I found myself increasingly wondering about the men in that very room where the seminar took place (including myself), and the kinds of ideas or experiences of masculinity that drew us into the martial arts. How might these ideas, fantasies and so on – perhaps, although seemingly far less "problematic" than the young offenders discussed in Jump's paper – in fact lie at the core of what's wrong in terms of gender construction around the martial arts? Travelling home, I found myself thinking about Benedict Anderson's notion of "banal nationalism," which allowed him to think of nationalism not in terms of its extreme, pathological and spectacular varieties (when countries declare war on neighbours, or skinheads attack immigrants), but rather in the tiny, everyday ways that people are encouraged to take the nation as a reference point for their identities (from, for example, the clockface on the news that promulgates a shared experience of time to the logo-isation of national maps in the depiction of transport networks or the assertion of a standardised national language over and against local dialects). I wonder if Martial Arts Studies needs to turn to similarly "banal" aspects of gender. And I wonder if, in order to address the core from which forms of exclusion emerge, it needs to study not marginal "others" but those at the symbolic centre of the social order.

I also then found myself wondering about Martial Arts Studies itself as a gendered space. As part of our explorations in the day, we thought in some detail about the ways that women, or those from the LGBT+ community, are often excluded by aspects of the environment and ritualised behaviour of gyms and dojos. But what about our academic Martial Arts Studies events? How welcome do they feel there, and how deeply has that been considered by us? Though the event at Eastbourne – with a fantastic mix of people attending – felt very inclusive, my feelings about the conference in Cardiff last Summer were rather different. I spoke to a number of women attendees afterwards who pretty much all told me that they had found it a rather uncomfortably "male" space. And indeed, it struck me strongly that there was a certain machismo that surrounded a lot of the socialisation that took place around the conference. Often the first question asked was not (unlike most academic conferences!) what your paper is about or some such thing, but about whether you practiced a martial art, and if so what style. The effect of such a question can, perhaps, be a little like the aggressive questioning that Bruce Lee is subjected to by a white martial artist on the boat on the way to a martial arts contest: "What's your style?" In the film, it wasn't just a polite inquiry, it was also a challenge. In the conference, the question was clearly less intrusive, but I wondered how non-practitioners may have experienced this kind of question. Did it imply less of a right to be there? Some of the papers, too, seemed to include hints about "martial credentials" that came close at points to masculine "posturing". One speaker (I shan't name him), after an explicit a denial of homophobia, followed this up, as evidence, with what was meant to be a joke but ultimately amounted to a homophobic comment. Were some of the gendered cultures of the training hall entering into the spaces of academic debate, too? It's often small, banal, everyday, overlooked performances that inscribe gender on a space – often much more subtle than directly homophobic or sexist comments, often far more everyday than the spectacular examples of subproletarian boxing gyms discussed at Friday's event, and often far more inscribed into the "normal" behaviour of "upright" citizens – and it seems to me that in order to safeguard not only the spaces in which we do martial arts, but also the academic spaces where we discuss them in this fledgeling discipline, we need a vigilance not so much on the "other" but on ourselves.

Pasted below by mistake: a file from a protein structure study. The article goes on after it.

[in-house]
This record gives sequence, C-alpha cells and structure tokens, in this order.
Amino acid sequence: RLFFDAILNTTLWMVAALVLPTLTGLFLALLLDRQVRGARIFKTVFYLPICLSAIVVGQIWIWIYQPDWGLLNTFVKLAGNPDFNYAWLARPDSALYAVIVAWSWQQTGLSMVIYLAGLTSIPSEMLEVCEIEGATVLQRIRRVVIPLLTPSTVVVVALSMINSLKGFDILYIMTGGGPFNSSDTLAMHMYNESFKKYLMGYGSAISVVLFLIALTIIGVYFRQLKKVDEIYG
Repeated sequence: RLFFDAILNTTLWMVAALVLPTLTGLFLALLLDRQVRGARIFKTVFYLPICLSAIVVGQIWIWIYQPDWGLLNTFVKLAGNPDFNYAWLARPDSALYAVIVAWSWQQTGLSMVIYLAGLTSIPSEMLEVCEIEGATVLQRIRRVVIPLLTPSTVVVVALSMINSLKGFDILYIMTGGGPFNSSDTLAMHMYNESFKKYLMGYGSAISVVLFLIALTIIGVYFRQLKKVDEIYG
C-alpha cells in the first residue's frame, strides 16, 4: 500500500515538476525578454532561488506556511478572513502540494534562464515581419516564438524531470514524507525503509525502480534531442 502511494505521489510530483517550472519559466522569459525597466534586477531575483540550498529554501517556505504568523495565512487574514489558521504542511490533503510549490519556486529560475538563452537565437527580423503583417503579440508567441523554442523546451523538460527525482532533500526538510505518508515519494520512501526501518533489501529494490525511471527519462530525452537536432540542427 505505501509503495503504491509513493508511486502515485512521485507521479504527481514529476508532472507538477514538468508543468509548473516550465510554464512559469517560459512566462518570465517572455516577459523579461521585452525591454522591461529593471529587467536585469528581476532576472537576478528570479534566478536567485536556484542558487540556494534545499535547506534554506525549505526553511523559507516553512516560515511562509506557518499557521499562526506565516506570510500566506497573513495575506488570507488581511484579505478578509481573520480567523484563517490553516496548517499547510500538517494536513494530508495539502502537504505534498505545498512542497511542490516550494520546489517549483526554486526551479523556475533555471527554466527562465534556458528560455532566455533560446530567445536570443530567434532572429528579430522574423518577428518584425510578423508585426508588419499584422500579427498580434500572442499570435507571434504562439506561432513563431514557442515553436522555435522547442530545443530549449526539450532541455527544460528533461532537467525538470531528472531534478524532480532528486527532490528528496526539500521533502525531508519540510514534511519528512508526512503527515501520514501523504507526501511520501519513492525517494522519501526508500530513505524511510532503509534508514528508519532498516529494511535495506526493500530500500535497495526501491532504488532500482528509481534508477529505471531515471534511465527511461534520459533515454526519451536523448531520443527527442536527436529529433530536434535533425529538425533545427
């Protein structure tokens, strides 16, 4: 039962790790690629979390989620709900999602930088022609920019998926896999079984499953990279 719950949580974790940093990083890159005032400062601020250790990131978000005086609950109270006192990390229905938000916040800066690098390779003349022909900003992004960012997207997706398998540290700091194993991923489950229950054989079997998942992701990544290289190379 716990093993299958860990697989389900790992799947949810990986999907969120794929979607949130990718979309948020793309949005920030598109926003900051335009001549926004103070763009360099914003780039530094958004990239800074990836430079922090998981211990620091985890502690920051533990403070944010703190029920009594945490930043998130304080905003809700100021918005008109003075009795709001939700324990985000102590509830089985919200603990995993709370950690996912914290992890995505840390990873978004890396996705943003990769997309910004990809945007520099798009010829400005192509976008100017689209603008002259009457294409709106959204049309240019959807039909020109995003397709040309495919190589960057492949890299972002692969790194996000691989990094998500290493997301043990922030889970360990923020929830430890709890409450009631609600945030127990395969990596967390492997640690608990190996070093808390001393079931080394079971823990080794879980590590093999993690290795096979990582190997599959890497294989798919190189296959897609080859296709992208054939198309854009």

1. I remember kicking and screaming when my parents sent me to karate class. It still is however the greatest thing to happen to me. It taught me about patience and more importantly confidence. I never got in one fight in school because I knew I could take care of myself and I guess that spilled over to those who wanted to start fights.

    Matthew Lawrence @ Kung Fu Philly

    1. Thanks for the comment Matt, it sounds like you had a great experience at the class there – and that the martial arts have brought something really valuable in your life. I guess that the conference I was writing about here was very much about making sure that as many different people get to gain that kind of confidence and safety, and that things like gender, sexuality and race aren't barriers to accessing that. I think I probably also felt a little like you did as a kid at that class when I attended my first academic conference – but just like martial arts, conferences have been a great place to learn, so just like with our martial arts classes, it's also really important that us academics make sure that everyone feels welcome at these too!